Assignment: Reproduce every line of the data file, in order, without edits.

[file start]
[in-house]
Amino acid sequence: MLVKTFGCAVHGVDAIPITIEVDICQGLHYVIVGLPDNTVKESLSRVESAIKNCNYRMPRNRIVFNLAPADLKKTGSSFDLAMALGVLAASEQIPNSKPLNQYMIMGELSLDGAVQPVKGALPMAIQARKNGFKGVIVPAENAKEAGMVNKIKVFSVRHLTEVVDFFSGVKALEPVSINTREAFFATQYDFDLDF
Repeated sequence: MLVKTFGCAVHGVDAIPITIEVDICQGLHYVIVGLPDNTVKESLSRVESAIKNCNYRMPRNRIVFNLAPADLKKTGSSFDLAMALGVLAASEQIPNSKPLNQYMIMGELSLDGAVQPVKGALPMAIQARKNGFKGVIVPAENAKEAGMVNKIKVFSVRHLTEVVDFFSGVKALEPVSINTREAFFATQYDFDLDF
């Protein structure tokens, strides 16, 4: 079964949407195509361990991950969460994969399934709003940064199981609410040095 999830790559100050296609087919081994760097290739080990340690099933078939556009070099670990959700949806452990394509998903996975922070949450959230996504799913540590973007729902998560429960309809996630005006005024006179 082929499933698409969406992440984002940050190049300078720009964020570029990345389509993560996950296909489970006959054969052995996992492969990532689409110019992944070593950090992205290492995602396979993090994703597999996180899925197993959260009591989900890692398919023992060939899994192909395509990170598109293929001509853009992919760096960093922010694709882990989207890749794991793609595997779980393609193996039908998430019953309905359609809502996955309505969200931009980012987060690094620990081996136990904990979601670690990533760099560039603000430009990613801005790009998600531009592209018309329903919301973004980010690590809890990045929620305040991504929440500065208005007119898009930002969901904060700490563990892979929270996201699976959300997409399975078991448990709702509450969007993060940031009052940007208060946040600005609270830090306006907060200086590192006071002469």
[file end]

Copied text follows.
[in-house]
Amino acid sequence: MLVKTFGCAVHGVDAIPITIEVDICQGLHYVIVGLPDNTVKESLSRVESAIKNCNYRMPRNRIVFNLAPADLKKTGSSFDLAMALGVLAASEQIPNSKPLNQYMIMGELSLDGAVQPVKGALPMAIQARKNGFKGVIVPAENAKEAGMVNKIKVFSVRHLTEVVDFFSGVKALEPVSINTREAFFATQYDFDLDF
Repeated sequence: MLVKTFGCAVHGVDAIPITIEVDICQGLHYVIVGLPDNTVKESLSRVESAIKNCNYRMPRNRIVFNLAPADLKKTGSSFDLAMALGVLAASEQIPNSKPLNQYMIMGELSLDGAVQPVKGALPMAIQARKNGFKGVIVPAENAKEAGMVNKIKVFSVRHLTEVVDFFSGVKALEPVSINTREAFFATQYDFDLDF
């Protein structure tokens, strides 16, 4: 079964949407195509361990991950969460994969399934709003940064199981609410040095 999830790559100050296609087919081994760097290739080990340690099933078939556009070099670990959700949806452990394509998903996975922070949450959230996504799913540590973007729902998560429960309809996630005006005024006179 082929499933698409969406992440984002940050190049300078720009964020570029990345389509993560996950296909489970006959054969052995996992492969990532689409110019992944070593950090992205290492995602396979993090994703597999996180899925197993959260009591989900890692398919023992060939899994192909395509990170598109293929001509853009992919760096960093922010694709882990989207890749794991793609595997779980393609193996039908998430019953309905359609809502996955309505969200931009980012987060690094620990081996136990904990979601670690990533760099560039603000430009990613801005790009998600531009592209018309329903919301973004980010690590809890990045929620305040991504929440500065208005007119898009930002969901904060700490563990892979929270996201699976959300997409399975078991448990709702509450969007993060940031009052940007208060946040600005609270830090306006907060200086590192006071002469």